Hempcrete is made by blending natural hemp fibers with lime, and it’s a carbon-sequestering material that can provide a fire-resistant, mold-proof alternative to traditional plastic-based insulation. In Europe, contractors have been building houses with hempcrete for nearly 30 years. The United States is decades behind this movement, thanks to cannabis prohibition laws. Because hemp was outlawed in the US until 2018, hempcrete insulation has been prevented from appearing in American homes until recently.
“Hempcrete, a mixture of hemp hurds or ‘shiv’ (made from hemp stalks) and a lime binder, creates a long-lasting fibrous insulation for wall assemblies that is reusable, vapor permeable, stores carbon, resists fire, resists mold and resists pests,” the US Hemp Building Association (USHBA) explained in a press release. “Because hemp sequesters carbon in the walls of a building, hempcrete is an excellent building material that can offset the construction industry’s carbon footprint.”
As previously stated, the US finally legalized hemp in 2018. We have since seen the emergence of hemp-derived building materials, weed packaging, bioplastics, and an industry at large. In 2021, the USHBA submitted an application to the International Code Council (ICC) requesting that US building codes be amended to allow the use of hempcrete. The association raised over $50,000 and assembled a committee of civil engineers, hemp builders, architects, and code experts to advocate for their cause. So this has been a long time in the making.
Earlier this month, the ICC agreed to update its International Residential Code (IRC) to authorize the use of hempcrete as an approved “wall infill.” The IRC establishes building guidelines for up to two-family residential homes and townhouses in every US state, with the exception of Wisconsin. (Oh, come on Wisco!) These new building codes won’t officially take effect until 2024, but contractors can apply with local building departments to begin using hemp insulation before that date.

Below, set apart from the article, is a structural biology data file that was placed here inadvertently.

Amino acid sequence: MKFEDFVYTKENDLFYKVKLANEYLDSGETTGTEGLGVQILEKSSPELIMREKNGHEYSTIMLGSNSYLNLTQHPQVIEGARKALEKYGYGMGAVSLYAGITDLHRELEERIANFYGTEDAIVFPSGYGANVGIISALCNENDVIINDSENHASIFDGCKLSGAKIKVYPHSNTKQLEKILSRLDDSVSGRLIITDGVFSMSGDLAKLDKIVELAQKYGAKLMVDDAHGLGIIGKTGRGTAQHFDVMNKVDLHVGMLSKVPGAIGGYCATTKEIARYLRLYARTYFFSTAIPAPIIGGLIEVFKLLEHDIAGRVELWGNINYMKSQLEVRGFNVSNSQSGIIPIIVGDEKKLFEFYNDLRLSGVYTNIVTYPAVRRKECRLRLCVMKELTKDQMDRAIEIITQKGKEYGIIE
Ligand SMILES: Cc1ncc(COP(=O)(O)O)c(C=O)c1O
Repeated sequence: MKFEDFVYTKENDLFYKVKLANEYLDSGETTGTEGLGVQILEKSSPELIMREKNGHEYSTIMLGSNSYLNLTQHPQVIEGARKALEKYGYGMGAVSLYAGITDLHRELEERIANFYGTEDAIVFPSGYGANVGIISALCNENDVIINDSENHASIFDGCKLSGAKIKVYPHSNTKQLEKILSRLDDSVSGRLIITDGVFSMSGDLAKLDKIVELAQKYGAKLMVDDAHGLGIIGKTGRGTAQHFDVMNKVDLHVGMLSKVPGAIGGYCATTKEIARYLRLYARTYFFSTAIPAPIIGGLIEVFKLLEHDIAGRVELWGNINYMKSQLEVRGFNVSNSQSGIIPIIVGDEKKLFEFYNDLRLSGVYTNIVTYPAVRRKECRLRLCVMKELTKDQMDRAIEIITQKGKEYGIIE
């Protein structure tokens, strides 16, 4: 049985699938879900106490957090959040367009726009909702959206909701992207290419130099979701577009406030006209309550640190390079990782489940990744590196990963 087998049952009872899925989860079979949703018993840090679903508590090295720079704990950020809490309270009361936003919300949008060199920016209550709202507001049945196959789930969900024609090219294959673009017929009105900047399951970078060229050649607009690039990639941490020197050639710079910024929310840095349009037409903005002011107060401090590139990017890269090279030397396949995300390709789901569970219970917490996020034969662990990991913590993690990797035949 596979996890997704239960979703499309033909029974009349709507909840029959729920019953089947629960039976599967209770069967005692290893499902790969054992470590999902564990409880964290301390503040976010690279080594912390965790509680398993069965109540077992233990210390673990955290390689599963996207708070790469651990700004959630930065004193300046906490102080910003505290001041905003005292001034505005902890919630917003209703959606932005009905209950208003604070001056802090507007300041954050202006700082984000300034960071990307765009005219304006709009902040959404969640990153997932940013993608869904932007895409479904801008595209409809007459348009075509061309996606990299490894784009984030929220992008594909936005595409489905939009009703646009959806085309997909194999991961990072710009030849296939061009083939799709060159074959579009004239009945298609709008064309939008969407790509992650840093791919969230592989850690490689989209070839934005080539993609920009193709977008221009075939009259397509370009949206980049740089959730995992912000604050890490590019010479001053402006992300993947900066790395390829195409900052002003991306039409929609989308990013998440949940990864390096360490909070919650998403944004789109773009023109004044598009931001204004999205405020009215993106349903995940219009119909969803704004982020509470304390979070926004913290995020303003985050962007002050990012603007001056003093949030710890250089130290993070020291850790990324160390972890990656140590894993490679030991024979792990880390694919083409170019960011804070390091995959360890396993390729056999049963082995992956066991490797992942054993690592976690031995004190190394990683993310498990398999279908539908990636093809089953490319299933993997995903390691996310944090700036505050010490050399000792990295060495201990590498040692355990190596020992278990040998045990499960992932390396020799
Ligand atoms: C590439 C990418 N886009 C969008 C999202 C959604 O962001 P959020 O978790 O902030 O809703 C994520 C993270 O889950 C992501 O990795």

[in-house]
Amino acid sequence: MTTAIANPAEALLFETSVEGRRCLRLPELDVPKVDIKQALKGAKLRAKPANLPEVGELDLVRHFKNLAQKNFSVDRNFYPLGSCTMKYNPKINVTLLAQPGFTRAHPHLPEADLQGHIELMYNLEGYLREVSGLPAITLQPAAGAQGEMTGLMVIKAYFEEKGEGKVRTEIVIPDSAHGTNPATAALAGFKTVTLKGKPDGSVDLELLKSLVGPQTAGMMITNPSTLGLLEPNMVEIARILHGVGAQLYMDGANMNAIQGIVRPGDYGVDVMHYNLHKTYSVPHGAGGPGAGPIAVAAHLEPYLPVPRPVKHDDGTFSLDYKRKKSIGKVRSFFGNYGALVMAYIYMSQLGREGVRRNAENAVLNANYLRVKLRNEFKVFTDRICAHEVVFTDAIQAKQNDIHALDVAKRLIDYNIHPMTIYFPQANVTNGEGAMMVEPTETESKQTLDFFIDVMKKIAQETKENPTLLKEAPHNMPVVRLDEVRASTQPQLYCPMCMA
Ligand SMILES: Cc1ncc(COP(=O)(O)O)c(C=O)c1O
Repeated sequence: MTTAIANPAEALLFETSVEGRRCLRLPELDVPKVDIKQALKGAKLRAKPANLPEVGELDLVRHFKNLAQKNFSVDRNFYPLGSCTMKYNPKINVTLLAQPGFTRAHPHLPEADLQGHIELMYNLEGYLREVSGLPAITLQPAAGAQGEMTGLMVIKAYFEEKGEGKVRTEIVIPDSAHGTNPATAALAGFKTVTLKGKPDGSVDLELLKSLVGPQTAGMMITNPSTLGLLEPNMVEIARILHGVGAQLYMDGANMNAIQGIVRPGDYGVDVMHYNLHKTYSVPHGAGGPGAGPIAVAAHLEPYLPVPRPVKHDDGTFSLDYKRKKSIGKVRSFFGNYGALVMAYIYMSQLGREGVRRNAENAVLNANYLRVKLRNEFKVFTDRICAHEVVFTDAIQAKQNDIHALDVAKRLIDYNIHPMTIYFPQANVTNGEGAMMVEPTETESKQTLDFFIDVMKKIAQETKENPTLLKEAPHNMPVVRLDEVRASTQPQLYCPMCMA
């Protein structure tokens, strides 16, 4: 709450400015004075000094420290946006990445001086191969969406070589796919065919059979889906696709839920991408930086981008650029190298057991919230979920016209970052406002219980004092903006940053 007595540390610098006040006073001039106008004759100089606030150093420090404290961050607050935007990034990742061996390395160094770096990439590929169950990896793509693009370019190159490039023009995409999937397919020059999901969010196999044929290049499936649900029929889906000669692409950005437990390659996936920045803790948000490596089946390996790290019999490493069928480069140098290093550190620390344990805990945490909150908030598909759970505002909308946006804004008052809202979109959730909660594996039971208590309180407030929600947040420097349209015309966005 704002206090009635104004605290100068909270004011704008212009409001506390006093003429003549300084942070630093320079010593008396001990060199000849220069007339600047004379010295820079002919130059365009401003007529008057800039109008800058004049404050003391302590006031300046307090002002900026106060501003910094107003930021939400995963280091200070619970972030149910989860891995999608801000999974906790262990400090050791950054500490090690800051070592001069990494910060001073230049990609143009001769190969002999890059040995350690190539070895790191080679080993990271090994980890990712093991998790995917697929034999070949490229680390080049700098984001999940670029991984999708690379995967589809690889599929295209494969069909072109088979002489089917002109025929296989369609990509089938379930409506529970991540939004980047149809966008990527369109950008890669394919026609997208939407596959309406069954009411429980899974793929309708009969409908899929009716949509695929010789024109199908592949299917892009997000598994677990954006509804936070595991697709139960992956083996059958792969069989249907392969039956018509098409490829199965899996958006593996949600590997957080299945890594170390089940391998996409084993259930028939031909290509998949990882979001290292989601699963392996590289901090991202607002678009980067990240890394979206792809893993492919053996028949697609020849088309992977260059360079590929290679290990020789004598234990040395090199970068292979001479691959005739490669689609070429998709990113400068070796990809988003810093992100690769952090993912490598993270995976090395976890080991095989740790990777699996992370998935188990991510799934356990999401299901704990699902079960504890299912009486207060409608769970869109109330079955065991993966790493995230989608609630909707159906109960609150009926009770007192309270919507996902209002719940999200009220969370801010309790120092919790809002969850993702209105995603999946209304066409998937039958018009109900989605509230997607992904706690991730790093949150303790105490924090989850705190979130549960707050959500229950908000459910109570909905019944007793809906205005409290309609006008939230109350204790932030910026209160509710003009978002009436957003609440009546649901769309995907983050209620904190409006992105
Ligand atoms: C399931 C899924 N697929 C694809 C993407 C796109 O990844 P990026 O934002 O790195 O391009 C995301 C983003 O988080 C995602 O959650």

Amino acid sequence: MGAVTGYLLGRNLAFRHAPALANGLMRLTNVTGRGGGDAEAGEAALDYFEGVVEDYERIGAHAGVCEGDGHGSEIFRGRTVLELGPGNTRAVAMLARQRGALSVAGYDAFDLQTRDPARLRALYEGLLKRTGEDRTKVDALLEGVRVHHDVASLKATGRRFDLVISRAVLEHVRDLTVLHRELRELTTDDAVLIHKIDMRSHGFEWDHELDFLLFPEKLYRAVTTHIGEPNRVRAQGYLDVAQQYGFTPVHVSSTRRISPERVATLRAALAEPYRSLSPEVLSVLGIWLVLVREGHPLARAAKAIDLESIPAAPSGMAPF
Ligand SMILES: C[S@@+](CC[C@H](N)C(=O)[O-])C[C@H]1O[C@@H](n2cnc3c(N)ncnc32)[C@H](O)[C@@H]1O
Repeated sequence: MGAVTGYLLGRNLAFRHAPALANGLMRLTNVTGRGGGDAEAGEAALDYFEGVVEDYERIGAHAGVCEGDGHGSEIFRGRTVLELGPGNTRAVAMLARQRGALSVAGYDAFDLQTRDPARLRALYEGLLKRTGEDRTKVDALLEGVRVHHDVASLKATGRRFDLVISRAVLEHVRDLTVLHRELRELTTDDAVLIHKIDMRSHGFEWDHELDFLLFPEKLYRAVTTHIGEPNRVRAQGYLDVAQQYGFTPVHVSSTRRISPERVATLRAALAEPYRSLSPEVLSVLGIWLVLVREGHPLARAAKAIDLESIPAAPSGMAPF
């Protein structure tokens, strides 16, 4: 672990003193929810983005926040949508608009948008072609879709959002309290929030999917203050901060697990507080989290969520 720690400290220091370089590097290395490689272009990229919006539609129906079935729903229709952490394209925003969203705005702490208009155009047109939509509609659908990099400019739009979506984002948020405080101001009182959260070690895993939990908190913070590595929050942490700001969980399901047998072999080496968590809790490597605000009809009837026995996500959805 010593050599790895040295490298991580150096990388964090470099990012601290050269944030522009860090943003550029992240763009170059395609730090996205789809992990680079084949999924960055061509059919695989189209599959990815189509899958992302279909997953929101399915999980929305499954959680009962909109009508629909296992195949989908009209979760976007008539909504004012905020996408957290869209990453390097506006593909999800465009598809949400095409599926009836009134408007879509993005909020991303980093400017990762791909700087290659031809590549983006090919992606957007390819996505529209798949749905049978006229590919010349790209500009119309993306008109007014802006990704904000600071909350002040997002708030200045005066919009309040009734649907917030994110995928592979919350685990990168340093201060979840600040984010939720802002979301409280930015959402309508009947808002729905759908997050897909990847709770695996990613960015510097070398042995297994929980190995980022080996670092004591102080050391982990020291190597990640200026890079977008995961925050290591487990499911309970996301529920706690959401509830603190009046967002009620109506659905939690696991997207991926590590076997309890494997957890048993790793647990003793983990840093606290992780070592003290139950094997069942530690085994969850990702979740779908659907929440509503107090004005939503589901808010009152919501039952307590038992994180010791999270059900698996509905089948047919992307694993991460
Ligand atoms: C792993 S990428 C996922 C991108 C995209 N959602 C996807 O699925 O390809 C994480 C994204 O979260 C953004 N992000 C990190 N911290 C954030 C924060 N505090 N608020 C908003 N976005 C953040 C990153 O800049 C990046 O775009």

“As an architect, including hemp lime into the building code is of paramount importance,” Ana Konopitskaya of CoExistBuild, who co-wrote the application to the ICC, told Hemp Build Mag. “It will allow architects like myself, focused on sustainability, to specify this product in any municipality across the US.”
Although the rules won’t go into effect for at least two more years, several builders are getting a head start on building hemp homes. In 2021, a Canadian hemp company bought 1,000 acres of land in Colorado to develop eco-friendly affordable housing primarily made out of hempcrete. The US Environmental Protection Agency (EPA) and other federal agencies continue to issue grants to companies that are working to create sustainable building materials from naturally-grown hemp.
Matt Marino, a North Dakota-based Homeland Hempcrete builder, told HempBuildMag that although many US companies were moving ahead with hemp construction projects, the IRC approval “helped add legitimacy to our craft… It is a tool for us to standardize our deliverables. This is just the beginning, and I look forward to seeing where we can take this industry.”